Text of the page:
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Yakima, Washington: An Adaptive Reuse Project Provides Supportive Housing for Formerly Homeless Veterans

Photograph of the entire Chuck Austin Place development, with buildings in the foreground and mountains in the background.
Photograph of the indoor office spaces at Chuck Austin Place with a sign “Yakima Marines” and the insignia of the U.S. Marine Corps on the window glass.
Photograph of veterans' memorial with flags representing the branches of the U.S. Armed Forces
Photograph of an indoor common space at Chuck Austin Place that includes a kitchen and counters for sitting.
Photograph of the interior of a bedroom at Chuck Austin Place with a bed, nightstand, and small couch.


Home > Case Studies > Yakima, Washington: An Adaptive Reuse Project Provides Supportive Housing for Formerly Homeless Veterans


Yakima, Washington: An Adaptive Reuse Project Provides Supportive Housing for Formerly Homeless Veterans

In recent years, the city of Yakima, Washington, has sought to address the needs of people, particularly veterans who are experiencing homelessness. The Yakima Housing Authority (YHA), in collaboration with key federal and local community partners, decided in 2016 to convert the longstanding United States Marine Corps armory into supportive housing for formerly homeless veterans and their families. The adaptive reuse project, made possible through the disposition of surplus federal property by the U.S. Department of Health and Human Services, was realized in 2021 as Chuck Austin Place, offering 41 units of affordable rental housing in several configurations designed to meet the comprehensive needs of veterans experiencing homelessness and their families. The redeveloped site includes ample space for area service providers, including Yakima Neighborhood Health Services (YNHS). Chuck Austin Place also includes common spaces that integrate the development into the surrounding area and make it a community asset. The development is named after beloved local veteran Chuck Austin, who served in three different wars during his decades-long service to the country.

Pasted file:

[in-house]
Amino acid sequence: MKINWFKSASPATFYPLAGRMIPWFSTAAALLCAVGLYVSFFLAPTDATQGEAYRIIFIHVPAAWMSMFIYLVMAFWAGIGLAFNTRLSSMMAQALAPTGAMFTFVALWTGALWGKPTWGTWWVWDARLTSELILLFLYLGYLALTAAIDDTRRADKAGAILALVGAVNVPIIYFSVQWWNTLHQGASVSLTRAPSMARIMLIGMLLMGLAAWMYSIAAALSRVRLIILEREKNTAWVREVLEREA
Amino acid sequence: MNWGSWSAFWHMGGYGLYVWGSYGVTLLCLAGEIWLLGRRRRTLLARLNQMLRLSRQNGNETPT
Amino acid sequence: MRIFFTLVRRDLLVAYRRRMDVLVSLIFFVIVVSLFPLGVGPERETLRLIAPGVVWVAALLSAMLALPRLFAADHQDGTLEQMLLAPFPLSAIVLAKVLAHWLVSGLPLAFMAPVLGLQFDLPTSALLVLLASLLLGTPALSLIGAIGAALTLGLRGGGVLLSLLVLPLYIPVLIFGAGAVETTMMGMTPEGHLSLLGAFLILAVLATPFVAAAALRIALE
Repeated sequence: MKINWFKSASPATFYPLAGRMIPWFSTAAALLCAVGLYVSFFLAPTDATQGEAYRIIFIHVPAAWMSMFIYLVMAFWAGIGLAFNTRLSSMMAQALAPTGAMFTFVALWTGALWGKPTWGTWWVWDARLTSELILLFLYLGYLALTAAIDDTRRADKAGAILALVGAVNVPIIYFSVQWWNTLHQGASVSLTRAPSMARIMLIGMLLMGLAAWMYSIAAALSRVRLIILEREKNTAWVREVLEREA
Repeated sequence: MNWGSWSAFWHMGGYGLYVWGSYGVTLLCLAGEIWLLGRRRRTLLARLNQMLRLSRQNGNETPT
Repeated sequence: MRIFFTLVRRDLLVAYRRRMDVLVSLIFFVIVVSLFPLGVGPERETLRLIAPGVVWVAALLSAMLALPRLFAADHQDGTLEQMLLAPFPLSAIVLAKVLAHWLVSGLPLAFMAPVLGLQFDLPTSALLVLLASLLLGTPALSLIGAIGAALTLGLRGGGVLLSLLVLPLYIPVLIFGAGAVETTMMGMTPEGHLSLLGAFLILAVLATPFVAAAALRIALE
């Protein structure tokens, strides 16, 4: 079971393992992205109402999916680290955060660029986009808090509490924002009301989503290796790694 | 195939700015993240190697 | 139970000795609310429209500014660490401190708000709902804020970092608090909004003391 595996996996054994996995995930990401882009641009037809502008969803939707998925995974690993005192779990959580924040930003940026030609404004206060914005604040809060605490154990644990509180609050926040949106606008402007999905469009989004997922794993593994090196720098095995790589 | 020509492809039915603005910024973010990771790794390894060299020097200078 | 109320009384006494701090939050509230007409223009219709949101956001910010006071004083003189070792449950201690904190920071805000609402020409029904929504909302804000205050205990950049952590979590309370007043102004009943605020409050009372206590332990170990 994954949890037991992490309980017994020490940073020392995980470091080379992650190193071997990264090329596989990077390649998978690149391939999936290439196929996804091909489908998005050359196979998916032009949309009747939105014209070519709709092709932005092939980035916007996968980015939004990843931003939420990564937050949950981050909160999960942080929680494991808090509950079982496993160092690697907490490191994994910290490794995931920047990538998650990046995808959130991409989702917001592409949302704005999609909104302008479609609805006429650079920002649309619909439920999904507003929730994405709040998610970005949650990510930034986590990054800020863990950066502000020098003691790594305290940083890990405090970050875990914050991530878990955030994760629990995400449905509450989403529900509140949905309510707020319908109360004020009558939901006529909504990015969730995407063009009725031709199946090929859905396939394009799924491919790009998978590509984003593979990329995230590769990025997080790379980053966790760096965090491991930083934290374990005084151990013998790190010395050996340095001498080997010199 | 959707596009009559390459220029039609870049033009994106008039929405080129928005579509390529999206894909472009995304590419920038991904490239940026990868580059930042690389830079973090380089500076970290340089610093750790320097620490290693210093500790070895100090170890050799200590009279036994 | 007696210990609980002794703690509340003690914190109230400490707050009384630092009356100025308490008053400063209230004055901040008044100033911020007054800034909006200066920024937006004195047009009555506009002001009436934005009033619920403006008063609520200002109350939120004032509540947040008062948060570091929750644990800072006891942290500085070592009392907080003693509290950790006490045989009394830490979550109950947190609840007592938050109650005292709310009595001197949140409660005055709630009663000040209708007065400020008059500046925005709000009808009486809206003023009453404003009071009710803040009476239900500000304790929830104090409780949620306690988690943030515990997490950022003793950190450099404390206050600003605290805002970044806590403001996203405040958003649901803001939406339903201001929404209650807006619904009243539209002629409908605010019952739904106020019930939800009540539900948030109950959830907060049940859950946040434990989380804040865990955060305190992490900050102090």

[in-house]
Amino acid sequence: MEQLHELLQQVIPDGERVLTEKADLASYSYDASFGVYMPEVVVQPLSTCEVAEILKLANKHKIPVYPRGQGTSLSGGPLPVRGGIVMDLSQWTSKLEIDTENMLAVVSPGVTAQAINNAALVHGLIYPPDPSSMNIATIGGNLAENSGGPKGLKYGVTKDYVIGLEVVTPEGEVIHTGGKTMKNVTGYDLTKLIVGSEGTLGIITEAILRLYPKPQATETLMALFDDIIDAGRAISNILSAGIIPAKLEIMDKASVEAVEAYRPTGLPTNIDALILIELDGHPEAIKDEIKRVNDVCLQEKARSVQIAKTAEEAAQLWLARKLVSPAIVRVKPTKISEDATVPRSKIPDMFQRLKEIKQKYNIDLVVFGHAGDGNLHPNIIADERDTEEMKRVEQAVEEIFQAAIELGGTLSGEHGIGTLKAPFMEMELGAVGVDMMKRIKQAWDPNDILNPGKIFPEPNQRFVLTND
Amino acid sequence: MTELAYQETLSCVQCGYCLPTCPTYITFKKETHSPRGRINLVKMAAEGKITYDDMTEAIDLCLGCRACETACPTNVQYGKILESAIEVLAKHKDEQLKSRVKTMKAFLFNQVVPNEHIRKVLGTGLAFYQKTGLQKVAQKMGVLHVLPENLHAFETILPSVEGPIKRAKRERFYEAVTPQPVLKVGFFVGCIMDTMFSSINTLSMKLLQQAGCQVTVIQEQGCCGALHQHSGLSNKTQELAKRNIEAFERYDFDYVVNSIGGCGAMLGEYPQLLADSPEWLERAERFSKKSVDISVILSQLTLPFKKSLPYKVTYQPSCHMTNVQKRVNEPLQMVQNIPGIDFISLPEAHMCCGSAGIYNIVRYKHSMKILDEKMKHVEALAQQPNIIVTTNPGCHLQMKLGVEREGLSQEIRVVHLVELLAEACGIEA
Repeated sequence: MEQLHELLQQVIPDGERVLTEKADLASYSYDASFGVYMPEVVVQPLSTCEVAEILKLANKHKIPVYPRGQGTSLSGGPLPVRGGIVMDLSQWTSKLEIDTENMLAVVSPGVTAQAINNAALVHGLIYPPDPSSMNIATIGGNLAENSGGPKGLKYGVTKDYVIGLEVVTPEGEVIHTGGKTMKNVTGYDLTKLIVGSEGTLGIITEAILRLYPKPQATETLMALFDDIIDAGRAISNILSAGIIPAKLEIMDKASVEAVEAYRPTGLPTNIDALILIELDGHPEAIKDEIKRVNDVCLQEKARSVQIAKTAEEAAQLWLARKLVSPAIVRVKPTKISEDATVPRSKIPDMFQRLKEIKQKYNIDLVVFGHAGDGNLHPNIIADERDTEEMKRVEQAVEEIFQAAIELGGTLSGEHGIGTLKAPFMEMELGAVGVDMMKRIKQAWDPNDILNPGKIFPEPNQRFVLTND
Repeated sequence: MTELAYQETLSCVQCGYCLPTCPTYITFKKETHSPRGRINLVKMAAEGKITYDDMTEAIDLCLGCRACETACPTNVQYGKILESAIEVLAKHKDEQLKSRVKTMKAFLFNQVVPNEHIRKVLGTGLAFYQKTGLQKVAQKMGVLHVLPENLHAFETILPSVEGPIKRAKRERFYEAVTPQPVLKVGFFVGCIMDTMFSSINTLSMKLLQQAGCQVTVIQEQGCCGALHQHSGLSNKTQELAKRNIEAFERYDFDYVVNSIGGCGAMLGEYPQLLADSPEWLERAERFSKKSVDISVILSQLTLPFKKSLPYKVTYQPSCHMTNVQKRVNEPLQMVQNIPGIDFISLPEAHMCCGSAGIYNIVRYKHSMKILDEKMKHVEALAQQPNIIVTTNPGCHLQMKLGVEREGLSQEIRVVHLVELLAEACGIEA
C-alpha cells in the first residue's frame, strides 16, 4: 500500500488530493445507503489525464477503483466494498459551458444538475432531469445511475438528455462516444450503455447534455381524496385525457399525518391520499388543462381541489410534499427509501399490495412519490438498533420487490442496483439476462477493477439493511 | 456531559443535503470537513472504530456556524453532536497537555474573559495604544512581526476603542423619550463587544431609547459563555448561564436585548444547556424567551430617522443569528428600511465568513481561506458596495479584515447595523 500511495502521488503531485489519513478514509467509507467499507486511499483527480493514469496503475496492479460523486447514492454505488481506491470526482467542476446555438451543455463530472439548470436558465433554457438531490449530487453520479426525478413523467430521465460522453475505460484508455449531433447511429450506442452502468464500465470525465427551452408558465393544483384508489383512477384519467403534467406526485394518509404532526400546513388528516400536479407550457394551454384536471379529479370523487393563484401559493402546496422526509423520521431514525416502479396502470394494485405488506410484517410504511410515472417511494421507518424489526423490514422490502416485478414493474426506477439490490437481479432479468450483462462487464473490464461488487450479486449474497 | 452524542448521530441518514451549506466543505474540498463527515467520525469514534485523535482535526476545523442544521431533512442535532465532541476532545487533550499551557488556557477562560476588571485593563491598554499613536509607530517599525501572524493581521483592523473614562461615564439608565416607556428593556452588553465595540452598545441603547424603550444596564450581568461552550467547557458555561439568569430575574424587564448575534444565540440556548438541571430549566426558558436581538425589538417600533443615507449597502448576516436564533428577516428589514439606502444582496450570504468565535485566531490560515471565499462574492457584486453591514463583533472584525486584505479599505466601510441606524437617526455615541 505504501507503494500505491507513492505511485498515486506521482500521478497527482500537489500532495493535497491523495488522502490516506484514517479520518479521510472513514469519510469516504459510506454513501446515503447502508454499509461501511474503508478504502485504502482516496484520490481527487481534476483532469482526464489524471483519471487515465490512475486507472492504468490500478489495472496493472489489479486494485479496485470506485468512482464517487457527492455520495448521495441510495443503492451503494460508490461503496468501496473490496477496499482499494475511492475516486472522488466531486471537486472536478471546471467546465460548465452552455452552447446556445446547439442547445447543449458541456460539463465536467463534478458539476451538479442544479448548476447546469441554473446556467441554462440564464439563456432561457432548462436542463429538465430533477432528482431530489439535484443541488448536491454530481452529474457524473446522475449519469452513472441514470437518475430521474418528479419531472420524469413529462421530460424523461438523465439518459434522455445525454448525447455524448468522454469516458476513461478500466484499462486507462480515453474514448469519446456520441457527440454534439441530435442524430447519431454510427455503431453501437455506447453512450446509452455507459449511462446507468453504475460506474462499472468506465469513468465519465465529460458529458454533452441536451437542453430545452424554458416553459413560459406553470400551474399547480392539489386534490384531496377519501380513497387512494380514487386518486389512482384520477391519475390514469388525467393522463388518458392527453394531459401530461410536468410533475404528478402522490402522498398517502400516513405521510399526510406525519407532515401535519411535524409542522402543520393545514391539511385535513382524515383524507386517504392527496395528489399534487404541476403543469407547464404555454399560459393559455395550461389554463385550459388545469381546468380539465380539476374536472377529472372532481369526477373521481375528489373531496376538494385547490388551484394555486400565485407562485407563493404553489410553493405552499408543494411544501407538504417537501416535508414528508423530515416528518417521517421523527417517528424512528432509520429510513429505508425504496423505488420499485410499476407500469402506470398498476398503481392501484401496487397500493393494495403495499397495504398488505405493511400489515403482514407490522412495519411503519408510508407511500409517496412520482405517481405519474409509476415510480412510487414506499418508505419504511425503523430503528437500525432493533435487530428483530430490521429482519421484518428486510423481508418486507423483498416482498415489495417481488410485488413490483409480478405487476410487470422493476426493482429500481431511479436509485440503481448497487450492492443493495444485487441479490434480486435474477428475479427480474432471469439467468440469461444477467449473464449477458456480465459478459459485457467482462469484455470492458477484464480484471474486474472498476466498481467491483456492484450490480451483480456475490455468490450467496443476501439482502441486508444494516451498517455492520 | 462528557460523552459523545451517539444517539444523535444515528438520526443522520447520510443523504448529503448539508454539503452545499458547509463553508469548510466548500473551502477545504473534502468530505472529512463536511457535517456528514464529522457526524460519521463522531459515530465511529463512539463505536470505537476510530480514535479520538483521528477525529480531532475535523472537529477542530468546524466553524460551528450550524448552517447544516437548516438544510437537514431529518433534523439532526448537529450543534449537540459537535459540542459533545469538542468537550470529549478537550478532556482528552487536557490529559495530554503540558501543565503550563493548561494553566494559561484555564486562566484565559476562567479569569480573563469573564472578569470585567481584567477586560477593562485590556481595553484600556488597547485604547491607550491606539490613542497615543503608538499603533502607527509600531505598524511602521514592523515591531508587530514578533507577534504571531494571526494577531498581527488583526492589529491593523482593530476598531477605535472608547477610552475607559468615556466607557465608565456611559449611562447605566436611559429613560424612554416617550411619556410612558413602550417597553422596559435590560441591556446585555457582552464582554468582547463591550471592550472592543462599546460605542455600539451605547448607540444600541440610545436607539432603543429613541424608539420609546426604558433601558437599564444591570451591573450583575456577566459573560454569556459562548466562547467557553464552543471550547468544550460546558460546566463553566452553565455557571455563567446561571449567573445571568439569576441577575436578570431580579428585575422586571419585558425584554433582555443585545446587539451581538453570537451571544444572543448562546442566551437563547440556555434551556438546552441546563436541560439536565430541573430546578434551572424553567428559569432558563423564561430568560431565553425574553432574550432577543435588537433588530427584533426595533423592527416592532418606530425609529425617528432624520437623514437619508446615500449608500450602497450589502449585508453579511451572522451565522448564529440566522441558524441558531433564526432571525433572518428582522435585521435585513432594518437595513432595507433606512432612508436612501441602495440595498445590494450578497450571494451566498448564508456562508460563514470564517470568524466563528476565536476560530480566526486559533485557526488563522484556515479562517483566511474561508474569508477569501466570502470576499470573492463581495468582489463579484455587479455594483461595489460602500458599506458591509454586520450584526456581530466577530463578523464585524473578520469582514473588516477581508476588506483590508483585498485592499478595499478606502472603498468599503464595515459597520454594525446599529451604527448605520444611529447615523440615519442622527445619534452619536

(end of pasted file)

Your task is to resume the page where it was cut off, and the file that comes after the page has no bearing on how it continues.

Chuck Austin Place

Chuck Austin Place's 41 apartments include 14 studios, 17 one-bedroom units, and 10 two-bedroom units. The studios are housed in the renovated armory structure, and the remaining units are located in five newly constructed buildings on the north and east sides of the 4-acre site. The new buildings are compatible in scale with structures in the surrounding neighborhood. A total of 21 units are available to households earning up to 30 percent of the area median income (AMI), 5 are set aside for those earning up to 40 percent of AMI, and 15 are reserved for those earning up to 60 percent of AMI.

The site's spacious common and community areas support the project's mission to provide supportive services for formerly homeless veterans and their families. Chuck Austin Place features 12,000 square feet of space for supportive services, of which YNHS occupies 1,500 square feet in the east wing of the renovated armory. YNHS spaces include two medical exam rooms, two dental procedure rooms, a lab, a reception area, and an office that dental and medical staff share. YNHS shares its waiting room with other service providers that visit Chuck Austin Place to meet the needs of people experiencing homelessness in the area. Additional common spaces include a dog run, a raised-bed garden, a veterans' memorial, a reflection space, a hygiene center, a resident library and community room, and a basketball court. The development includes energy-efficiency features, such as solar panels, ENERGY STAR® appliances, low-flow plumbing fixtures, and LED lights.

Converting Underutilized Federal Property

The project required the close collaboration of many federal and local partner organizations. YHA acquired the armory in 2017 after it applied to the U.S. Department of Health and Human Services to obtain the property under Title V of the McKinney-Vento Homeless Assistance Act. According to Lowel Krueger, YHA's executive director, the project "originated from Yakima stakeholders who saw the increasing need for housing and services for veterans in the community. The availability of this federal surplus armory property became an opportunity to develop this project to meet the need." YNHS, which operates Chuck Austin Place as a community health center, lobbied state and federal officials about the need for a healthcare facility that serves the needs of veterans experiencing homelessness.